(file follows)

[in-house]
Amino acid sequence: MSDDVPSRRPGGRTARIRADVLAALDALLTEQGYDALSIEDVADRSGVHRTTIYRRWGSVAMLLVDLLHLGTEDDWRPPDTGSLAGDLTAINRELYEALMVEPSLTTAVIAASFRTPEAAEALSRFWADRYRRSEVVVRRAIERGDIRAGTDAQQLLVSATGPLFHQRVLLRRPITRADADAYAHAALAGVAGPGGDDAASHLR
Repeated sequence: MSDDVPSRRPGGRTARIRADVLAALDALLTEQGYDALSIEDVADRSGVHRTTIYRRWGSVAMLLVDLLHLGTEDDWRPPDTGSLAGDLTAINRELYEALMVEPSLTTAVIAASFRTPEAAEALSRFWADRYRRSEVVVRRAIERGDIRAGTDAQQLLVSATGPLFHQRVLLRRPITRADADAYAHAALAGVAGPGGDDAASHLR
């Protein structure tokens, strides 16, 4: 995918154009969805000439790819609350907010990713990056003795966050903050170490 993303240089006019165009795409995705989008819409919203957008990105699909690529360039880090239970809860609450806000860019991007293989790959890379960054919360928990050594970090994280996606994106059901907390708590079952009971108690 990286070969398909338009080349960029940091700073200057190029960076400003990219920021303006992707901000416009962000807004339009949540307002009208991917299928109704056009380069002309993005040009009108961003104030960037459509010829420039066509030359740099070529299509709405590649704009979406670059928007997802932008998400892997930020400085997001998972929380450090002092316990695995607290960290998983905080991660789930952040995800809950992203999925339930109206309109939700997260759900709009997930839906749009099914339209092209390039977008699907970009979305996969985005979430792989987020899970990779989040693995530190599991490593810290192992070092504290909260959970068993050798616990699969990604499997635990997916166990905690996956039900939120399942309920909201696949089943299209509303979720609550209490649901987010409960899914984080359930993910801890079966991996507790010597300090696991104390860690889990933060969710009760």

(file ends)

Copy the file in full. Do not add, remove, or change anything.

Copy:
[in-house]
Amino acid sequence: MSDDVPSRRPGGRTARIRADVLAALDALLTEQGYDALSIEDVADRSGVHRTTIYRRWGSVAMLLVDLLHLGTEDDWRPPDTGSLAGDLTAINRELYEALMVEPSLTTAVIAASFRTPEAAEALSRFWADRYRRSEVVVRRAIERGDIRAGTDAQQLLVSATGPLFHQRVLLRRPITRADADAYAHAALAGVAGPGGDDAASHLR
Repeated sequence: MSDDVPSRRPGGRTARIRADVLAALDALLTEQGYDALSIEDVADRSGVHRTTIYRRWGSVAMLLVDLLHLGTEDDWRPPDTGSLAGDLTAINRELYEALMVEPSLTTAVIAASFRTPEAAEALSRFWADRYRRSEVVVRRAIERGDIRAGTDAQQLLVSATGPLFHQRVLLRRPITRADADAYAHAALAGVAGPGGDDAASHLR
């Protein structure tokens, strides 16, 4: 995918154009969805000439790819609350907010990713990056003795966050903050170490 993303240089006019165009795409995705989008819409919203957008990105699909690529360039880090239970809860609450806000860019991007293989790959890379960054919360928990050594970090994280996606994106059901907390708590079952009971108690 990286070969398909338009080349960029940091700073200057190029960076400003990219920021303006992707901000416009962000807004339009949540307002009208991917299928109704056009380069002309993005040009009108961003104030960037459509010829420039066509030359740099070529299509709405590649704009979406670059928007997802932008998400892997930020400085997001998972929380450090002092316990695995607290960290998983905080991660789930952040995800809950992203999925339930109206309109939700997260759900709009997930839906749009099914339209092209390039977008699907970009979305996969985005979430792989987020899970990779989040693995530190599991490593810290192992070092504290909260959970068993050798616990699969990604499997635990997916166990905690996956039900939120399942309920909201696949089943299209509303979720609550209490649901987010409960899914984080359930993910801890079966991996507790010597300090696991104390860690889990933060969710009760």